Battery life continues to be an issue on our mobile devices. Since the advent of lithium-ion batteries there hasn't been a major breakthrough in battery technology. Manufacturers have combated this with bigger batteries as screen sizes have increased. They also optimize the heck out of the software to increase batter life, and they do a pretty good job. But it's never enough for our increasing power needs. There's hope, though.
Researches at Lawrence Berkeley, Stanford, and Brookhaven have figured out exactly why lithium-ion batteries degrade over time the way they do. They have uncovered a pattern of erosion that happens on the cathode and anode ends of the battery. This erosion causes the battery to degrade a little bit each time it's charged and discharged. The more the battery takes and sends its charge, the greater the erosion and the less charge the battery can hold. We've all experienced this in a battery at one time or another. After about two years, a cell phone battery just can't hold a charge anymore. "Consider the way snowflakes only form around tiny particles or bits of dirt in the air," says Huolin Xin, a scientist at Brookhaven. "Without an irregularity to glom onto, the crystals cannot take shape. Our nickel oxide anode only transforms into metallic nickel through nanoscale inhomogeneities or defects in the surface structure, a bit like chinks in the anode's armor."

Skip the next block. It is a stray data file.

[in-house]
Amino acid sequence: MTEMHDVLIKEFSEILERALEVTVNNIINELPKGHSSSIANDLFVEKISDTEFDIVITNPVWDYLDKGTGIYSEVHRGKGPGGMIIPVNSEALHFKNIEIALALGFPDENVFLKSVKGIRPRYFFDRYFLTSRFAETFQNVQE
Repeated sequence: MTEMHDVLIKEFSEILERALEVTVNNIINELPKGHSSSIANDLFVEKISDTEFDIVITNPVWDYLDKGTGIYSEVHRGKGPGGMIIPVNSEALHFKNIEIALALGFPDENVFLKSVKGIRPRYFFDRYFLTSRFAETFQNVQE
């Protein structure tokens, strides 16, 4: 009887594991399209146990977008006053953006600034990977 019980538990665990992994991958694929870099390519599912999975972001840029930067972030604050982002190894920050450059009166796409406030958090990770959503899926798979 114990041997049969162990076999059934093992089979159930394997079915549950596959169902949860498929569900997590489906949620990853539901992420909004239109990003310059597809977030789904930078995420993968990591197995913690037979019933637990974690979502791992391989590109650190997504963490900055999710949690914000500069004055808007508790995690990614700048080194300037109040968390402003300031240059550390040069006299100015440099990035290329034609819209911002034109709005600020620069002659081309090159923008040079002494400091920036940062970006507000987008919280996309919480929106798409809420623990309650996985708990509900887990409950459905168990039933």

The great news is that researchers already think they can fix it. Because they now understand how the erosion works, they have begun experimenting with ways to slow or even halt the breakdown of the battery cells. Researchers at Berkeley have already come up with a powder that works to reverse the small imperfections that form on the anodes over time. This will improve battery life, but it's still in the early stages. There are no solutions yet, but it's encouraging when there's any kind of a breakthrough in this seemingly stagnant arena. Even though it takes a few years for this type of technological breakthrough to make its way out of the laboratory and into our electronic devices, at least we know that a brighter, longer lasting future is in front of us.